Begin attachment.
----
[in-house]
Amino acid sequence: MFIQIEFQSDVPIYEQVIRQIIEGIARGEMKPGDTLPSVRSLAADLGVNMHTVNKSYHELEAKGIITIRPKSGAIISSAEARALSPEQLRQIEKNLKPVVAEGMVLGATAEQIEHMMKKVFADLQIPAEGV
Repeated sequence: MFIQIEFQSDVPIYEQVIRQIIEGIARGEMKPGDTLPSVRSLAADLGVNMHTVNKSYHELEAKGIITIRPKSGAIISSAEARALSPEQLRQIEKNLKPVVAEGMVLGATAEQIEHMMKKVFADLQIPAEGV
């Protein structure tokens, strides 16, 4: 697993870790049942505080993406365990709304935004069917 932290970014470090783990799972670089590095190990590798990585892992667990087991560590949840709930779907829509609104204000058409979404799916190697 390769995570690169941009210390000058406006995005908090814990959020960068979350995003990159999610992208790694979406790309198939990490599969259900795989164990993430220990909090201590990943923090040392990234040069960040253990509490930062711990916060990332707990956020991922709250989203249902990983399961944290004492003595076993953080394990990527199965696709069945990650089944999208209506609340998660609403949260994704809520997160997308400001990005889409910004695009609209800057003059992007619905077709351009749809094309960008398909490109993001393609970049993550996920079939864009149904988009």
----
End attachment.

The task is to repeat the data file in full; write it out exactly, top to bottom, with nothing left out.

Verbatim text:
[in-house]
Amino acid sequence: MFIQIEFQSDVPIYEQVIRQIIEGIARGEMKPGDTLPSVRSLAADLGVNMHTVNKSYHELEAKGIITIRPKSGAIISSAEARALSPEQLRQIEKNLKPVVAEGMVLGATAEQIEHMMKKVFADLQIPAEGV
Repeated sequence: MFIQIEFQSDVPIYEQVIRQIIEGIARGEMKPGDTLPSVRSLAADLGVNMHTVNKSYHELEAKGIITIRPKSGAIISSAEARALSPEQLRQIEKNLKPVVAEGMVLGATAEQIEHMMKKVFADLQIPAEGV
């Protein structure tokens, strides 16, 4: 697993870790049942505080993406365990709304935004069917 932290970014470090783990799972670089590095190990590798990585892992667990087991560590949840709930779907829509609104204000058409979404799916190697 390769995570690169941009210390000058406006995005908090814990959020960068979350995003990159999610992208790694979406790309198939990490599969259900795989164990993430220990909090201590990943923090040392990234040069960040253990509490930062711990916060990332707990956020991922709250989203249902990983399961944290004492003595076993953080394990990527199965696709069945990650089944999208209506609340998660609403949260994704809520997160997308400001990005889409910004695009609209800057003059992007619905077709351009749809094309960008398909490109993001393609970049993550996920079939864009149904988009």